Nurturing leads is simply helping your customers through the sales process so they take action. Drip emails or automated email campaigns are the workhorses of lead nurturing. Drip emails can deliver the right message that provides information, reinforces relationships, and creates a sense of urgency - all delivered at the right time. Here are tools and tips that will help you set up successful lead nurturing email campaigns.
Easily send automated email campaigns with a focus on results.
AI Subject Line Score gives you the ability to see how your subject line scores against other real email campaigns and predicts if it is a good subject line or not. It is continuously learning from campaigns sent by Automizy.
Here is Automizy's free Email Subject Line Tester you can use as a standalone tool.
You cannot A/B test the entire email body, but that feature is on the roadmap. You could get around this by segmenting your list manually and splitting out the automation to each segment. It's not very efficient, but you could do it.
When someone purchases or signs-up from your website, trigger a simple series of welcome emails in Zapier.
Depending on your website, select the appropriate trigger to fire when someone submits the form on your website. This example is using Webflow. This is where the data will come from, such as the email of the customer.
After the form submission, add a 7 minute delay. This will make the auto email feel less auto.
There are a number of email services you can use in Zapier. This example is using Email by Zapier.
Select "Send Outbound Email" as the action event.
Fill in the fields that create first the outbound email. This includes the To Email, Subject, Body, From Email. You may also send attachments, change the Reply-To, and set other email related fields.
In this example, the To Email is selected from the form submission data.
The Body of the email can be in plain text or HTML code.
Add a Zapier Delay action and select how long you want to wait until the next email in the series is sent. In this example, the delay is one day.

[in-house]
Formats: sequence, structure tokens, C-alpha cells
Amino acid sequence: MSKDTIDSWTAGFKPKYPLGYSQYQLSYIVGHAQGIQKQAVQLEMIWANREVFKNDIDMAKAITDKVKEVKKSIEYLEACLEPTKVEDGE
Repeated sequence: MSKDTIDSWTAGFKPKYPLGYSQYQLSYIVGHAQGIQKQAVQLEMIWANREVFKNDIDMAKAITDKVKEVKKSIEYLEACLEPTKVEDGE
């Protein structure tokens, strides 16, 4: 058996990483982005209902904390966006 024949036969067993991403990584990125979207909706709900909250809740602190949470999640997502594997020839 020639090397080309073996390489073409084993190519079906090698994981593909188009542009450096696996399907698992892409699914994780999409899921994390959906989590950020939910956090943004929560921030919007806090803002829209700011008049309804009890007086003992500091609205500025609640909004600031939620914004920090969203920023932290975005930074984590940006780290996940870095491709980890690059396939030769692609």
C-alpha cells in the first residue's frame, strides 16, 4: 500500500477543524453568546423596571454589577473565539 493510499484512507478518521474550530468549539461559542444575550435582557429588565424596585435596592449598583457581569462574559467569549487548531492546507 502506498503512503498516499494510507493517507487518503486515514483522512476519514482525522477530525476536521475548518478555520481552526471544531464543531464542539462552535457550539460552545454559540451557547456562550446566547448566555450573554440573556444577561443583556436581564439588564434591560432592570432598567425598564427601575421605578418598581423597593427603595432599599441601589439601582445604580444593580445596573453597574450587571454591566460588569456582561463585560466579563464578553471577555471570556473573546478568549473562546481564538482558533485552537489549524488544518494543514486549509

Continue adding emails and delays until your drip campaign is completed.
Zapier has the ability to add filters to continue the series only if certain conditions are meet.
It can be easy to set up email automation, and it can be just as easy to screw it up. Here are some traps to look out for when you are using drip email campaigns.
Getting the timing right can be difficult. Don't assume you will get it right with your first try. Sending too many emails that are too close together causes unsubscribes and spam complaints. Sending them after too much time has gone by, you miss opportunities and risk the person not even remembering you. You can start with existing templates, talking to sales, and analyzing your past email campaigns for data. But the best thing is to test, watch your metrics, and adjust.
Every email should have an objective. What do you want the person to do? It's easy to forget this when you are putting together a series of emails. How many times have you gotten a "Just checking in..." email with no understanding of what to do after you've read it? Give each email a strong call-to-action.
Check your email for broken links using tools like mail-tester.com. More importantly, make it part of your process to check your automated emails every week for broken links. Automated emails can outlive a web page link and just because it worked when you set it up, doesn't mean it will work forever.